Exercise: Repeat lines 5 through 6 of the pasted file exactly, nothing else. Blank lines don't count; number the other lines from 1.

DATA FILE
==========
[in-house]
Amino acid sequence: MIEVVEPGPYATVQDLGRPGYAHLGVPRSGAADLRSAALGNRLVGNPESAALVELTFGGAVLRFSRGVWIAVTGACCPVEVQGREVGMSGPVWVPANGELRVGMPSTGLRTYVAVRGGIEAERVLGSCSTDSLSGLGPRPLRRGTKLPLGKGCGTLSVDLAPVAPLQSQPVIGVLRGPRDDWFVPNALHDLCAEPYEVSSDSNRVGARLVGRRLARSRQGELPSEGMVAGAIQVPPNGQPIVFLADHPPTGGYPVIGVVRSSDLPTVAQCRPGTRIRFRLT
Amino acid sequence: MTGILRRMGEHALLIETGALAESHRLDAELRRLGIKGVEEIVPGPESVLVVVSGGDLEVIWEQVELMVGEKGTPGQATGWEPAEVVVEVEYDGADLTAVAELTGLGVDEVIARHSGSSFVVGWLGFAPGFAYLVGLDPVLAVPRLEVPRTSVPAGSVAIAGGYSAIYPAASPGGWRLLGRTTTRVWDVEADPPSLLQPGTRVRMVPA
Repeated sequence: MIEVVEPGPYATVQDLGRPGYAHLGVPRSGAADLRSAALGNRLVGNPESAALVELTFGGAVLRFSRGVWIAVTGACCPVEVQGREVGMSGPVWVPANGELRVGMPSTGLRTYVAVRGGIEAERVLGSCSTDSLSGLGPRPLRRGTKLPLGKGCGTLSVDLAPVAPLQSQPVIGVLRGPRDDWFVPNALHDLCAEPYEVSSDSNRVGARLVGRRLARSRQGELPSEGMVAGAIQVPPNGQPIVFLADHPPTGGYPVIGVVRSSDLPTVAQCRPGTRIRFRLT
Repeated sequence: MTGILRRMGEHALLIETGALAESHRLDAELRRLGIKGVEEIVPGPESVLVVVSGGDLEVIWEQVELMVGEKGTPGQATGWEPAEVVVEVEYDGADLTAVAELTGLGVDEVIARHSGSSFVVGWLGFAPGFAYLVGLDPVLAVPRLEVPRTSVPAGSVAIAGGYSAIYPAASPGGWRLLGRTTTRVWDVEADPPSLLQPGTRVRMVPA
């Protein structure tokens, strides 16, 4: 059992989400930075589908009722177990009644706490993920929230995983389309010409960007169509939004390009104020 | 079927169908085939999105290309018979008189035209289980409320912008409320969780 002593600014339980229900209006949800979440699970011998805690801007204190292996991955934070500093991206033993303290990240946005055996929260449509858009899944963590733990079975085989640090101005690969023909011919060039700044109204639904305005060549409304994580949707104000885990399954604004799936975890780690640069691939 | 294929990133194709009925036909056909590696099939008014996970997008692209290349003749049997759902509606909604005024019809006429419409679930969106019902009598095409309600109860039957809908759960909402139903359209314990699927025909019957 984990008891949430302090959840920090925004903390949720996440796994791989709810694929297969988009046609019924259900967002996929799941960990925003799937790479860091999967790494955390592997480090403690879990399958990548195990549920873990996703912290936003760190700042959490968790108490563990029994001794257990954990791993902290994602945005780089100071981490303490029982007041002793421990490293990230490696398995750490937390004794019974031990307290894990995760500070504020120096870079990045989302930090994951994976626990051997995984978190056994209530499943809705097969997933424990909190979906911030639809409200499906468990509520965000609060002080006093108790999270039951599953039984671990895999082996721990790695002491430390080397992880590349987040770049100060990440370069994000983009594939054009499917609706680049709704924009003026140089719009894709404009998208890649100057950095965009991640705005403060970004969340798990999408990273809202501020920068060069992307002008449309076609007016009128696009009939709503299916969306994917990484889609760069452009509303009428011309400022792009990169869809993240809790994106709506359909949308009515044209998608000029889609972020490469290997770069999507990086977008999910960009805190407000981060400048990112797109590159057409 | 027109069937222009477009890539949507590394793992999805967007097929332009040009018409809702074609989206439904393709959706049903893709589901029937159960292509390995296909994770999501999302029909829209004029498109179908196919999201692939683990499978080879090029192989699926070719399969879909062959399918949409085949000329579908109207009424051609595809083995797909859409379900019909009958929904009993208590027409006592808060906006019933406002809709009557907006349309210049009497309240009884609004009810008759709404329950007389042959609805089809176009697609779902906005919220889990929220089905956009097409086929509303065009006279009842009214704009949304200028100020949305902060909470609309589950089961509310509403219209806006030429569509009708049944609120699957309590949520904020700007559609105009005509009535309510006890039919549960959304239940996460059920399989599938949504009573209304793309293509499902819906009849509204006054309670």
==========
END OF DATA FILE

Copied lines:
Repeated sequence: MTGILRRMGEHALLIETGALAESHRLDAELRRLGIKGVEEIVPGPESVLVVVSGGDLEVIWEQVELMVGEKGTPGQATGWEPAEVVVEVEYDGADLTAVAELTGLGVDEVIARHSGSSFVVGWLGFAPGFAYLVGLDPVLAVPRLEVPRTSVPAGSVAIAGGYSAIYPAASPGGWRLLGRTTTRVWDVEADPPSLLQPGTRVRMVPA
């Protein structure tokens, strides 16, 4: 059992989400930075589908009722177990009644706490993920929230995983389309010409960007169509939004390009104020 | 079927169908085939999105290309018979008189035209289980409320912008409320969780 002593600014339980229900209006949800979440699970011998805690801007204190292996991955934070500093991206033993303290990240946005055996929260449509858009899944963590733990079975085989640090101005690969023909011919060039700044109204639904305005060549409304994580949707104000885990399954604004799936975890780690640069691939 | 294929990133194709009925036909056909590696099939008014996970997008692209290349003749049997759902509606909604005024019809006429419409679930969106019902009598095409309600109860039957809908759960909402139903359209314990699927025909019957 984990008891949430302090959840920090925004903390949720996440796994791989709810694929297969988009046609019924259900967002996929799941960990925003799937790479860091999967790494955390592997480090403690879990399958990548195990549920873990996703912290936003760190700042959490968790108490563990029994001794257990954990791993902290994602945005780089100071981490303490029982007041002793421990490293990230490696398995750490937390004794019974031990307290894990995760500070504020120096870079990045989302930090994951994976626990051997995984978190056994209530499943809705097969997933424990909190979906911030639809409200499906468990509520965000609060002080006093108790999270039951599953039984671990895999082996721990790695002491430390080397992880590349987040770049100060990440370069994000983009594939054009499917609706680049709704924009003026140089719009894709404009998208890649100057950095965009991640705005403060970004969340798990999408990273809202501020920068060069992307002008449309076609007016009128696009009939709503299916969306994917990484889609760069452009509303009428011309400022792009990169869809993240809790994106709506359909949308009515044209998608000029889609972020490469290997770069999507990086977008999910960009805190407000981060400048990112797109590159057409 | 027109069937222009477009890539949507590394793992999805967007097929332009040009018409809702074609989206439904393709959706049903893709589901029937159960292509390995296909994770999501999302029909829209004029498109179908196919999201692939683990499978080879090029192989699926070719399969879909062959399918949409085949000329579908109207009424051609595809083995797909859409379900019909009958929904009993208590027409006592808060906006019933406002809709009557907006349309210049009497309240009884609004009810008759709404329950007389042959609805089809176009697609779902906005919220889990929220089905956009097409086929509303065009006279009842009214704009949304200028100020949305902060909470609309589950089961509310509403219209806006030429569509009708049944609120699957309590949520904020700007559609105009005509009535309510006890039919549960959304239940996460059920399989599938949504009573209304793309293509499902819906009849509204006054309670």